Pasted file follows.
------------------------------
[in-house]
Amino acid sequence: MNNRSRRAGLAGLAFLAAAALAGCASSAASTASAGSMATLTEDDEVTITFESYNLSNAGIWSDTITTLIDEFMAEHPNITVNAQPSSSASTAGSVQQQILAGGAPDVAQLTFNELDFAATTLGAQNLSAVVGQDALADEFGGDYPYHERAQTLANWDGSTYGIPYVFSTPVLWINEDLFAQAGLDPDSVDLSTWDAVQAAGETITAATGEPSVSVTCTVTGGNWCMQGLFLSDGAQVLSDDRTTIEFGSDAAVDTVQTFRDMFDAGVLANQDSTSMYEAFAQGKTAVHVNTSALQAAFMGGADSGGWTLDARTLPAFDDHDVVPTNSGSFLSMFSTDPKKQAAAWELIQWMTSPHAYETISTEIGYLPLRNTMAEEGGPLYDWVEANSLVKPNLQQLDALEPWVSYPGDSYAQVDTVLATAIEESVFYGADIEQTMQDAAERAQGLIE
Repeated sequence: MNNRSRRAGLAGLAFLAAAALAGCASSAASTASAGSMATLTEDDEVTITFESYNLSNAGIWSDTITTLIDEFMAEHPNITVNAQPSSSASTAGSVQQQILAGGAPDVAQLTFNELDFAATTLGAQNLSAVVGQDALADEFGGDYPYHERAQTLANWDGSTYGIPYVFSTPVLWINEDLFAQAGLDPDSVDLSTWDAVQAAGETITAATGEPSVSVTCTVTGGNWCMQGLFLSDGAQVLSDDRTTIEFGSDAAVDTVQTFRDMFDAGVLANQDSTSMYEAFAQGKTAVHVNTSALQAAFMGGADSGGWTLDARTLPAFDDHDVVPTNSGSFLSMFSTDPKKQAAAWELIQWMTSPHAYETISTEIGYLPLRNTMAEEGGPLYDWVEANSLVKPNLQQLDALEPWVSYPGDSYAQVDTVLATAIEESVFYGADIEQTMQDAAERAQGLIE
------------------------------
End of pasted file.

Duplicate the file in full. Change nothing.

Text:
[in-house]
Amino acid sequence: MNNRSRRAGLAGLAFLAAAALAGCASSAASTASAGSMATLTEDDEVTITFESYNLSNAGIWSDTITTLIDEFMAEHPNITVNAQPSSSASTAGSVQQQILAGGAPDVAQLTFNELDFAATTLGAQNLSAVVGQDALADEFGGDYPYHERAQTLANWDGSTYGIPYVFSTPVLWINEDLFAQAGLDPDSVDLSTWDAVQAAGETITAATGEPSVSVTCTVTGGNWCMQGLFLSDGAQVLSDDRTTIEFGSDAAVDTVQTFRDMFDAGVLANQDSTSMYEAFAQGKTAVHVNTSALQAAFMGGADSGGWTLDARTLPAFDDHDVVPTNSGSFLSMFSTDPKKQAAAWELIQWMTSPHAYETISTEIGYLPLRNTMAEEGGPLYDWVEANSLVKPNLQQLDALEPWVSYPGDSYAQVDTVLATAIEESVFYGADIEQTMQDAAERAQGLIE
Repeated sequence: MNNRSRRAGLAGLAFLAAAALAGCASSAASTASAGSMATLTEDDEVTITFESYNLSNAGIWSDTITTLIDEFMAEHPNITVNAQPSSSASTAGSVQQQILAGGAPDVAQLTFNELDFAATTLGAQNLSAVVGQDALADEFGGDYPYHERAQTLANWDGSTYGIPYVFSTPVLWINEDLFAQAGLDPDSVDLSTWDAVQAAGETITAATGEPSVSVTCTVTGGNWCMQGLFLSDGAQVLSDDRTTIEFGSDAAVDTVQTFRDMFDAGVLANQDSTSMYEAFAQGKTAVHVNTSALQAAFMGGADSGGWTLDARTLPAFDDHDVVPTNSGSFLSMFSTDPKKQAAAWELIQWMTSPHAYETISTEIGYLPLRNTMAEEGGPLYDWVEANSLVKPNLQQLDALEPWVSYPGDSYAQVDTVLATAIEESVFYGADIEQTMQDAAERAQGLIE